The legislative session hadn’t even begun today when the issue state legislators hate to deal with began overshadowing everything else at the Capitol.
Gov. Mark Dayton surprised observers with Monday’s announcement that the Metrodome is the only viable site for approving a Vikings’ stadium project this year.
The immediate reaction seems to mean that legislators actually may deal with the stadium issue this session. Whether that means an up or down vote on a problem that creates so many passions remains to be seen.
House Speaker Kurt Zellers, who has not taken a position on the project, indicated this morning that focusing on “one site” is a step forward.
Big step toward a bill
“Once you get it to a site, then you have a funding source, then you can get it to a bill,” Zellers said. “That’s the way you get it to the floor.”
Meantime, the Senate’s new majority leader, Dave Senjem was saying there is only one possible funding source — gaming, be it electronic pull tabs (the easiest to pass), racino (Senjem’s favored approach) or the Block E casino in downtown Minneapolis (the long shot).
“Getting a bill is easier said than done,” Senjem said. But, he added, constituents are sending mixed signals.
Every Sunday in the fall, Senjem noted, vast numbers of Minnesota television sets are tuned into the Vikings game, which he believes means that people will be furious if the team is lost.
“But they don’t want taxpayer money in the stadium,” Senjem said. “That’s why I’ve backed racino. … If we can’t make gaming work, we can’t make a stadium work.”
Dayton, Vikings to meet Wednesday
Dayton reiterated this afternoon that the Dome site is the one viable site if a stadium bill is to move through the process this session. He is to meet with Vikings owners Wednesday to go over what he believes are the political realities.
How do the Vikings feel about the Metrodome site?
In recent months, of course, they have opposed it, complaining that it will force them to play games in the University of Minnesota’s stadium for three seasons — at great cost to the team — while the new stadium is constructed.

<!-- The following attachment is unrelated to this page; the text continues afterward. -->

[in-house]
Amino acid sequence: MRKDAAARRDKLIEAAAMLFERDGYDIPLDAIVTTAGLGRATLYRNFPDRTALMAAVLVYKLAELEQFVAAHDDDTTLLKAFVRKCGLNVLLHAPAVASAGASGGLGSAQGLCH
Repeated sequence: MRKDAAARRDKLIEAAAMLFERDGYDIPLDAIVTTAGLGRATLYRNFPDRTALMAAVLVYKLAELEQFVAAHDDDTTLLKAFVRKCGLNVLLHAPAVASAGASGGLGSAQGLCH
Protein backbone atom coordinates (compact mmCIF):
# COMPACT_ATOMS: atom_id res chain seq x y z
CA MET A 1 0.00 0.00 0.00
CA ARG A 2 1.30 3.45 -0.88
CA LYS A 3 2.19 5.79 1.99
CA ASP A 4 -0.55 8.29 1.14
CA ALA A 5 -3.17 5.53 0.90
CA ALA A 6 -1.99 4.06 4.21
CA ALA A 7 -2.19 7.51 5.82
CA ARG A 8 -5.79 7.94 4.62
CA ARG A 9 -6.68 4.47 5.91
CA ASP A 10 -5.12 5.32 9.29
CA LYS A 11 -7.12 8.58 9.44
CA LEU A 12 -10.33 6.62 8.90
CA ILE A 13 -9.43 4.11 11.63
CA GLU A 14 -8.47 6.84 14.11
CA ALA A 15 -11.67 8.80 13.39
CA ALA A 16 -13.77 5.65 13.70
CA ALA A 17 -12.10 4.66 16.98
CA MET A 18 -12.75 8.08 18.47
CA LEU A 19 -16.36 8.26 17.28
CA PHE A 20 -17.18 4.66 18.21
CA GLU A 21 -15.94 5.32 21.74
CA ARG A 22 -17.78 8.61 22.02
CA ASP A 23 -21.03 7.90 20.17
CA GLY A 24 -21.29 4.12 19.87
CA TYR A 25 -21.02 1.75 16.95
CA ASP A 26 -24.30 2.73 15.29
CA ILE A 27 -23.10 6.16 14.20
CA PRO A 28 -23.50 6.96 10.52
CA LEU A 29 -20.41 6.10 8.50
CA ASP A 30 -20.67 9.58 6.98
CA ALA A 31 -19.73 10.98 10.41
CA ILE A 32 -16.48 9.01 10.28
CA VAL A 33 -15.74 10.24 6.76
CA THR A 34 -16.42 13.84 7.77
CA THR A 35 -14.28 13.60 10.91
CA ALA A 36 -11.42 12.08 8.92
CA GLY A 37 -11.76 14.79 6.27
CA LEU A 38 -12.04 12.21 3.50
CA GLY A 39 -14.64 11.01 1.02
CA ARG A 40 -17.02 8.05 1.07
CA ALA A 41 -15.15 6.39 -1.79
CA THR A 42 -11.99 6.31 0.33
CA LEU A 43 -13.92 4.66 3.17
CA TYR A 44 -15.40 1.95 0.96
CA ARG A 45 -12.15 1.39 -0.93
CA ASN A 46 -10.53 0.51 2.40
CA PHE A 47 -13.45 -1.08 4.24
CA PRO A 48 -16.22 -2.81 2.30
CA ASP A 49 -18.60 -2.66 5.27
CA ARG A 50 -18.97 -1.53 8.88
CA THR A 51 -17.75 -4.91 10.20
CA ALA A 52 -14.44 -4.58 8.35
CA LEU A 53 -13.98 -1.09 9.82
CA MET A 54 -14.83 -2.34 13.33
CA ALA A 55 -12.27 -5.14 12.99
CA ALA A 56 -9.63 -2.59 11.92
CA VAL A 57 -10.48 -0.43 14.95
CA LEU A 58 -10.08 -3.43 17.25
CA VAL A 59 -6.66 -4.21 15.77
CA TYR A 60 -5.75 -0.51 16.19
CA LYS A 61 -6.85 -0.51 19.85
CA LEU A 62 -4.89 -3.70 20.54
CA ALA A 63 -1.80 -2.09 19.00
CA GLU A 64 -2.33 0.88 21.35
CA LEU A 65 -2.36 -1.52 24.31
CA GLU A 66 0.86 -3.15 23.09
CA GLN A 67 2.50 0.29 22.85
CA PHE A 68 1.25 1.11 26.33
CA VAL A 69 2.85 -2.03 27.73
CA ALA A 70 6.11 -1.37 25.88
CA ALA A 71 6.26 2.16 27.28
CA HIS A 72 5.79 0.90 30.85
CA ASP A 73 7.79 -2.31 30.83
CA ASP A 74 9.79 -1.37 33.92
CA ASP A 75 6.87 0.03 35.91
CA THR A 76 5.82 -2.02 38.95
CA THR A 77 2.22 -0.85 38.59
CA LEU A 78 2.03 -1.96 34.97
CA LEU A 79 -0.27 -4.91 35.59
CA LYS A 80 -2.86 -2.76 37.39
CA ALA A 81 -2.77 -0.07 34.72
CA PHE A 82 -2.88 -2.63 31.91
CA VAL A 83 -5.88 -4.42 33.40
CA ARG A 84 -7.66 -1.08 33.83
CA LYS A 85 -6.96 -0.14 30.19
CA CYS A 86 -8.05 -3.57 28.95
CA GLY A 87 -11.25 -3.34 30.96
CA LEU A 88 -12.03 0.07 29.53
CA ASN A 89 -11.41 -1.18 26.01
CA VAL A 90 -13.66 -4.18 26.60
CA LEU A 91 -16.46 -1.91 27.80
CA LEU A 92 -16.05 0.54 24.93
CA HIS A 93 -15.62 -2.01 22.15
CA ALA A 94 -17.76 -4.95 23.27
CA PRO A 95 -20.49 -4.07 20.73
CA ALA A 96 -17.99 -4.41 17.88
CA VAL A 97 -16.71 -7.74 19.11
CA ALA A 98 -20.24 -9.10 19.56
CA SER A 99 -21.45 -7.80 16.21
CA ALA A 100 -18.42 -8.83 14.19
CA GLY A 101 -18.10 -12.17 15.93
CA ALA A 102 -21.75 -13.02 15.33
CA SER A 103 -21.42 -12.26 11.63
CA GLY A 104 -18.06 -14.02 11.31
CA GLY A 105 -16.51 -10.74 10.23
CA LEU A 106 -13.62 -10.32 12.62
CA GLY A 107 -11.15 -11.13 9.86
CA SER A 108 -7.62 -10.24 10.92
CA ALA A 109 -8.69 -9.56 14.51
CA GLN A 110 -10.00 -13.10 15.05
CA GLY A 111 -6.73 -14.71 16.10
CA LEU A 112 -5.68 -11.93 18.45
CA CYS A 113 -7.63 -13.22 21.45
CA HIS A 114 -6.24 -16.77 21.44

But Sen. Julie Rosen, R-Fairmont, downplayed the notion that the Vikings don’t want the Metrodome location.
“That once was their first choice,” she said.
That was true a couple of years ago, when the team was on the verge of purchasing Star Tribune property to add to the Dome site and use for future developing.
Leading up to the opening of this session, most speculation has been that the controversial project would be pushed to next year, after the Novemeber elections when all 201 lawmakers face re-election. That still is the prevailing attitude of many legislators who reason: Why deal with a controversial issue in an election year?
The Dayton announcement, which eliminated what appeared to be the preferred Linden Avenue site from consideration, may help force action now.
Rep. John Kriesel, R-Cottage Grove, has been a member of the stadium working group, a committee of legislators and governor’s representatives. All along, Kriesel, a huge Vikings’ fan, has been pushing his colleagues to deal with the issue this session.
“I hope this [the governor’s recommendation for the Metrodome site] means we’re not going to push this off for another year,” Kriesel said an hour before the session began at noon. “The issue is not going to go away.”
He did admit that he was caught by surprise by the governor’s sudden recommendation for the Metrodome site.
“It’s sort of like Pin the Tail on the Donkey,” Kriesel said of how the process has unfolded from site to site.
But this might be the most salable location to legislators, based on the fact that projects show it would be the least expensive location for a new stadium.
Gambling revenues seen key in funding
Kriesel believes there is a funding source: revenues from gambling.
He’s been pushing both the Block E Casino project in downtown Minneapolis and also supports a bill that would allow Minnesota bars to have electronic pull tab devices. Those devices, supporters said, would create enough new revenue to fund the state’s portion of a stadium.
Kriesel believes pull tab measures can — and probably will — pass this session.
But he also said it’s very difficult to attach gambling proposals to a stadium bill.
“Each of them, by themselves, is not popular to talk about,” Kriesel said. “So you don’t want to attach them together just yet,” he said, noting that it just makes it easier to pass any part of them.
Assuming a bill can be written, both Zellers and Senjem caution that the committee process would be slow in a session that most legislators hope will be fast.